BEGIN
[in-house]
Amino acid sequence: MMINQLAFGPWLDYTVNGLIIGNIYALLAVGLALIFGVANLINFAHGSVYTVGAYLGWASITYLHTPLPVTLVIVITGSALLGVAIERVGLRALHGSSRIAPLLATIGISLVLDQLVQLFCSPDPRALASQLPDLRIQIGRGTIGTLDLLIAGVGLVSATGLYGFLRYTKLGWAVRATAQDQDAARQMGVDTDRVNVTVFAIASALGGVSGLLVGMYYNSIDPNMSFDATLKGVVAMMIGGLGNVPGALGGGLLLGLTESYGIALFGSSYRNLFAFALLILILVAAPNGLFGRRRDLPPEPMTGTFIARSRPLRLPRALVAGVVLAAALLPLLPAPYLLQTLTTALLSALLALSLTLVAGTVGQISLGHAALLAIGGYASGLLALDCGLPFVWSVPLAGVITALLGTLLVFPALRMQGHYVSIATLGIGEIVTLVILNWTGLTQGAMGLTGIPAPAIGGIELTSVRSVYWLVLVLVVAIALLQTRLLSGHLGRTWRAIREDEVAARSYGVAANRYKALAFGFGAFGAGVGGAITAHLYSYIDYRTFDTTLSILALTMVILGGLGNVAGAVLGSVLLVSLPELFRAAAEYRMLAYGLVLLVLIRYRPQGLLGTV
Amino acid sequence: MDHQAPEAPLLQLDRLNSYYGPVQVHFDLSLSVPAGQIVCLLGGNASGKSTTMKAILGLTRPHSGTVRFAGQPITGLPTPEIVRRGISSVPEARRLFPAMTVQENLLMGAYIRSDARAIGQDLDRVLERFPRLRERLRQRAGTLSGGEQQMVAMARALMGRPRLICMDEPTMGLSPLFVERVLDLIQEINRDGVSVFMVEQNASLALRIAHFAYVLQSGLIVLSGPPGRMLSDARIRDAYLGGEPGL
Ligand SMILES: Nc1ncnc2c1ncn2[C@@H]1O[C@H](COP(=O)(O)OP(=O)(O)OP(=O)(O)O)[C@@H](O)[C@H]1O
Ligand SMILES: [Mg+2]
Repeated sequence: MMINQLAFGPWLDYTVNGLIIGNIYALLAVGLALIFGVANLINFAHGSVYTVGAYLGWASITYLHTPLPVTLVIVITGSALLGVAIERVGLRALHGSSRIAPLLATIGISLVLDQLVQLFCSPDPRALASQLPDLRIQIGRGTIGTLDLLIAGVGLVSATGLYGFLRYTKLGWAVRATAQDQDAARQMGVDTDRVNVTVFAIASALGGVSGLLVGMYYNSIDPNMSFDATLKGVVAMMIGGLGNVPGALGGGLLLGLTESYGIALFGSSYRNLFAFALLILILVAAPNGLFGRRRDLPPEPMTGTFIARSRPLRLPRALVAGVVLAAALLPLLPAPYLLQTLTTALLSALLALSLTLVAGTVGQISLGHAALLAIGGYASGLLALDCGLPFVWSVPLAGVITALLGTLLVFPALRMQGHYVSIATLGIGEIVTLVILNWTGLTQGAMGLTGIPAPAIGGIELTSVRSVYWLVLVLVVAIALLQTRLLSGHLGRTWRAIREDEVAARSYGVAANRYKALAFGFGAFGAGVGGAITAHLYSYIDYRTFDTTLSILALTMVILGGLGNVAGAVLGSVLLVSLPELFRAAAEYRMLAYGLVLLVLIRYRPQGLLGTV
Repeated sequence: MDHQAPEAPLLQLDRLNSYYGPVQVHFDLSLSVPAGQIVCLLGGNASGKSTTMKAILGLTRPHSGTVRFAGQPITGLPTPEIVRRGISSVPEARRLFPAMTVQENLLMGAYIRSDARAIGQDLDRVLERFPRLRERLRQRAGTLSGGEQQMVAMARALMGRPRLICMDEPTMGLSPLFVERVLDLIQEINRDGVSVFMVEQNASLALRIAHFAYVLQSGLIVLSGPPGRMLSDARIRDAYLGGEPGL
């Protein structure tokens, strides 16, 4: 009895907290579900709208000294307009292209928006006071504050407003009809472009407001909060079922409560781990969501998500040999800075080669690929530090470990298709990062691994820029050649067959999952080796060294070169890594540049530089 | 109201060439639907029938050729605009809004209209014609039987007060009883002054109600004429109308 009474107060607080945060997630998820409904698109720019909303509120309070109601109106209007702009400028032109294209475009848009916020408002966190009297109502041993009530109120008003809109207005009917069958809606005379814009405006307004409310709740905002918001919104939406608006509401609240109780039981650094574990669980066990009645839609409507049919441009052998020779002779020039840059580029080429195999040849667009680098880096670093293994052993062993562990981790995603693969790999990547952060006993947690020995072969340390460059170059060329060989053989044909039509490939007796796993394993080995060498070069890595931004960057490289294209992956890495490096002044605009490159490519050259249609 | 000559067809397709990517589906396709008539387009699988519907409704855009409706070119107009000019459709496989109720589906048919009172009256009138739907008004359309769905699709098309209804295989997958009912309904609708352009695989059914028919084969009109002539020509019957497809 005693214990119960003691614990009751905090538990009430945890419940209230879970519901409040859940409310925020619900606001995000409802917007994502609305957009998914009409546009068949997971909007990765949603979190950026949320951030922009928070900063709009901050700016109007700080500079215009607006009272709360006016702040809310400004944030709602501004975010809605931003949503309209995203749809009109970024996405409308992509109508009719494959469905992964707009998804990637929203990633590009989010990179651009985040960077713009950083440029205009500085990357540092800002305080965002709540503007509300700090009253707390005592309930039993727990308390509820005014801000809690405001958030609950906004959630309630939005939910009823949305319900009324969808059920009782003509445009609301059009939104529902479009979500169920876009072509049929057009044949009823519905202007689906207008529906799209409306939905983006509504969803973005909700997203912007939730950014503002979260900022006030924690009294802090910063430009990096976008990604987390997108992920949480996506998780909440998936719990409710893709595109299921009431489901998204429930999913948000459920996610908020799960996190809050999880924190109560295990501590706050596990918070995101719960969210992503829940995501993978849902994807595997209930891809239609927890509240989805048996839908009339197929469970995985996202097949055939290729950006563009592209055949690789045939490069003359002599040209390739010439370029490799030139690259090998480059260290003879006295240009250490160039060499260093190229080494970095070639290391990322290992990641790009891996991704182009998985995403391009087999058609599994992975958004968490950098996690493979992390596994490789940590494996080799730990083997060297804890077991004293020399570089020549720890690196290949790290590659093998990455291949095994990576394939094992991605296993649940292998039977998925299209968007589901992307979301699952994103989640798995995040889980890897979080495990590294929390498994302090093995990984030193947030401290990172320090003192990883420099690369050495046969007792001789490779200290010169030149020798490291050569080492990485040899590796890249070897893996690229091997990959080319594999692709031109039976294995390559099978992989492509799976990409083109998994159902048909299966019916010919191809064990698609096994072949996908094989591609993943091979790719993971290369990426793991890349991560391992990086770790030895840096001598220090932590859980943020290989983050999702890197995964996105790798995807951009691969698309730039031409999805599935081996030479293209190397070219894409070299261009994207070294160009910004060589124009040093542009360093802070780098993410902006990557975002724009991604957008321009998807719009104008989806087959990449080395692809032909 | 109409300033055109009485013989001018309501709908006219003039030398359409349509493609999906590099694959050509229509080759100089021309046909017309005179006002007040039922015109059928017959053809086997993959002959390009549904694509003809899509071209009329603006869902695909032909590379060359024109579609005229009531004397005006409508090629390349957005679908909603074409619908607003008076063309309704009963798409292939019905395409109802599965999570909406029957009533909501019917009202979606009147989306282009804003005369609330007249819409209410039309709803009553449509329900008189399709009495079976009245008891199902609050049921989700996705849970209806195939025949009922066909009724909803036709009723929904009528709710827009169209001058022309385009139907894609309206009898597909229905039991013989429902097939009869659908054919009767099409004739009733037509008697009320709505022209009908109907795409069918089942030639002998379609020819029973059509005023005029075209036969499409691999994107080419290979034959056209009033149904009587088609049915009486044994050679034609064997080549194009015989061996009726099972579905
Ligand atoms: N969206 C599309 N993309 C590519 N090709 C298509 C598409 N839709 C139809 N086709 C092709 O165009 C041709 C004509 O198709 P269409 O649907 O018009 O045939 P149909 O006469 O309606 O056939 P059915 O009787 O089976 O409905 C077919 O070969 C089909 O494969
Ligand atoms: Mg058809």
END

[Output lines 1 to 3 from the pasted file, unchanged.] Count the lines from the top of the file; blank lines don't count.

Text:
[in-house]
Amino acid sequence: MMINQLAFGPWLDYTVNGLIIGNIYALLAVGLALIFGVANLINFAHGSVYTVGAYLGWASITYLHTPLPVTLVIVITGSALLGVAIERVGLRALHGSSRIAPLLATIGISLVLDQLVQLFCSPDPRALASQLPDLRIQIGRGTIGTLDLLIAGVGLVSATGLYGFLRYTKLGWAVRATAQDQDAARQMGVDTDRVNVTVFAIASALGGVSGLLVGMYYNSIDPNMSFDATLKGVVAMMIGGLGNVPGALGGGLLLGLTESYGIALFGSSYRNLFAFALLILILVAAPNGLFGRRRDLPPEPMTGTFIARSRPLRLPRALVAGVVLAAALLPLLPAPYLLQTLTTALLSALLALSLTLVAGTVGQISLGHAALLAIGGYASGLLALDCGLPFVWSVPLAGVITALLGTLLVFPALRMQGHYVSIATLGIGEIVTLVILNWTGLTQGAMGLTGIPAPAIGGIELTSVRSVYWLVLVLVVAIALLQTRLLSGHLGRTWRAIREDEVAARSYGVAANRYKALAFGFGAFGAGVGGAITAHLYSYIDYRTFDTTLSILALTMVILGGLGNVAGAVLGSVLLVSLPELFRAAAEYRMLAYGLVLLVLIRYRPQGLLGTV
Amino acid sequence: MDHQAPEAPLLQLDRLNSYYGPVQVHFDLSLSVPAGQIVCLLGGNASGKSTTMKAILGLTRPHSGTVRFAGQPITGLPTPEIVRRGISSVPEARRLFPAMTVQENLLMGAYIRSDARAIGQDLDRVLERFPRLRERLRQRAGTLSGGEQQMVAMARALMGRPRLICMDEPTMGLSPLFVERVLDLIQEINRDGVSVFMVEQNASLALRIAHFAYVLQSGLIVLSGPPGRMLSDARIRDAYLGGEPGL